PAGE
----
Published by the Cancer Society of NZ, it's a lengthy read at 190 odd pages, but is an excellent resource for anyone considering the planning and design of a shade structure. Many new buildings still lack outdoor living spaces with adequate shade.
Most traditional New Zealand home designs of the 50's and earlier paid little heed to the outdoors, and indoor outdoor flow was just a little old lady who liked a spot of gardening; a front and back porch of just a few metres would suffice as a transition between inside and out. A few mid-century architects toyed with themes of 'pacific architecture' with larger areas of glazing to the north, and wider openings to the outside spaces, but the masses still lived on the inside looking out.
By the 1960s however, New Zealanders wanted their homes to interact more with their outside environment, and to reflect a love of the great Kiwi outdoor lifestyle. Decks and patios became commonplace and for the luckier few, swimming pools featured too – although still mostly uncovered and exposed to the elements.
Today, it would be rare to see a new home design which doesn't feature great access to the outside, but there are limited choices for stylish cost effective shade solutions. New Zealand weather conditions can be fickle and downright nasty when it comes to allowing full enjoyment of these outdoor spaces; they are often under used as a result.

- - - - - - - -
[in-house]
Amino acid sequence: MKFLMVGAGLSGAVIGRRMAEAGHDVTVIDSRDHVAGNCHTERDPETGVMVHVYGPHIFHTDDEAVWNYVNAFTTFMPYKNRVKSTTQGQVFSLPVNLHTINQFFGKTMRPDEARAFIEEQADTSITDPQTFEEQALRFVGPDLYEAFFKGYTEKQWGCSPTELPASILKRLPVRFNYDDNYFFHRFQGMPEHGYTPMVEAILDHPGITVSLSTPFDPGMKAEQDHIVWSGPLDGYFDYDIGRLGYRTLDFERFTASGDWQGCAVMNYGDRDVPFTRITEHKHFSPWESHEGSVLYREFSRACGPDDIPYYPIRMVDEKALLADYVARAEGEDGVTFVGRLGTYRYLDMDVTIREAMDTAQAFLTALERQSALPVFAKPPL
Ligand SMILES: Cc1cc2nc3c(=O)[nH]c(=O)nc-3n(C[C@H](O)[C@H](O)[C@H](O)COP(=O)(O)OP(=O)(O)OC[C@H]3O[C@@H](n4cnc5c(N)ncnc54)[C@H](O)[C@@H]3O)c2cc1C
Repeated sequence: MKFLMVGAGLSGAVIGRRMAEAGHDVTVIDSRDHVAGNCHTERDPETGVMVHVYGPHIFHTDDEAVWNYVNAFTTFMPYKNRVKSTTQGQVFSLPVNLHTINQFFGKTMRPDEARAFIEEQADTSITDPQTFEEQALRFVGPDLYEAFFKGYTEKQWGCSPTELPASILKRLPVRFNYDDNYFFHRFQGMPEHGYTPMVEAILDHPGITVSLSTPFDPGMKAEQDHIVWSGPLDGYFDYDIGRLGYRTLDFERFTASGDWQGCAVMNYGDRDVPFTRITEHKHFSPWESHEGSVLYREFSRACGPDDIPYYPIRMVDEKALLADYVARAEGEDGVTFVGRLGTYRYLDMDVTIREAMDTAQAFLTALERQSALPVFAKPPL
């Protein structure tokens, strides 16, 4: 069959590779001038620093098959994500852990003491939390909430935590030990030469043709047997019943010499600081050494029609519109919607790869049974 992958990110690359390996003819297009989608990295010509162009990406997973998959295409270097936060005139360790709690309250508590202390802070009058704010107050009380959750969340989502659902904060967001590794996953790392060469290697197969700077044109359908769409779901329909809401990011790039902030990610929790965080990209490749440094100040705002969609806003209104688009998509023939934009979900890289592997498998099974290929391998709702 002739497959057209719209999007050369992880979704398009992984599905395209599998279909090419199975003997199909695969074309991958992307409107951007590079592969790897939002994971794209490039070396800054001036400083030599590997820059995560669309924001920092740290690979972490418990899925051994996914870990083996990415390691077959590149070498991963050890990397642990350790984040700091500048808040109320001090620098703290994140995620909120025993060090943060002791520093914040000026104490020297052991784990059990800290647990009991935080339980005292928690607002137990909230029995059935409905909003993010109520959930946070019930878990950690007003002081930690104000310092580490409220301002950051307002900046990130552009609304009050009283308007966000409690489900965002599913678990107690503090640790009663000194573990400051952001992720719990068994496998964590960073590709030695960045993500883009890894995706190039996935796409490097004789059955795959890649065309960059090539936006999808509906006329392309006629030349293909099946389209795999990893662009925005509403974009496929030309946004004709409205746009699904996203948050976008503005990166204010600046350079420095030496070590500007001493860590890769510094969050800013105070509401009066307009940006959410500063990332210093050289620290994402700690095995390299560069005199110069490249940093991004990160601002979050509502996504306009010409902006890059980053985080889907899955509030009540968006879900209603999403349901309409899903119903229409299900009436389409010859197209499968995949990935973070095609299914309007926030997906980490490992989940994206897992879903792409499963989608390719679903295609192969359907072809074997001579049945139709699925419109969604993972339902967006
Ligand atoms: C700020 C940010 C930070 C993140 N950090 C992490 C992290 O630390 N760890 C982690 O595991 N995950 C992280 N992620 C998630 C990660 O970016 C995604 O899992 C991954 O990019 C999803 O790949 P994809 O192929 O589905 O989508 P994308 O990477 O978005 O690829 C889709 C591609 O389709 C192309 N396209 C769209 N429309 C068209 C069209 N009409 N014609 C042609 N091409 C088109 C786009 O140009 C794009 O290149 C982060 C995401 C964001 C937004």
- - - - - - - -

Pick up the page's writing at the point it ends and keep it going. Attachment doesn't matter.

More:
And of course there is the cold hard reality about skin cancer – the most common cancer in this country. Factors like New Zealand's intense UV levels, a high proportion of fair-skinned folk, and our love of the great outdoors all increasing our risk. Public education campaigns over the last two decades have resulted in the adoption of personal sun protection habits; we all know to slip, slop and slap. Thoughtful building design can provide another vital component – the provision of UVR protective shade.
The architect has the opportunity to provide appropriate shade design and by doing so minimising risk to the homes' occupants and optimising the usability of both the indoor and outdoor spaces.
With this in mind PSP has developed the unique ClearVue Roofing System, with solid glazing panels providing UVR protection of up to 96 per cent and offering optimum visual clarity in shades of clear and yes, grey. The overall aesthetic of ClearVue is deliberately unobtrusive, allowing maximum openness to the environment while performing its primary function of protection. Including a BRANZ-appraised solution like ClearVue as part of any building design or renovation will add aesthetic and capital value, encourage the greening of both the urban and rural landscape and most importantly provide the inhabitants with fantastic usable outdoor spaces, without exposing them to environmental harm.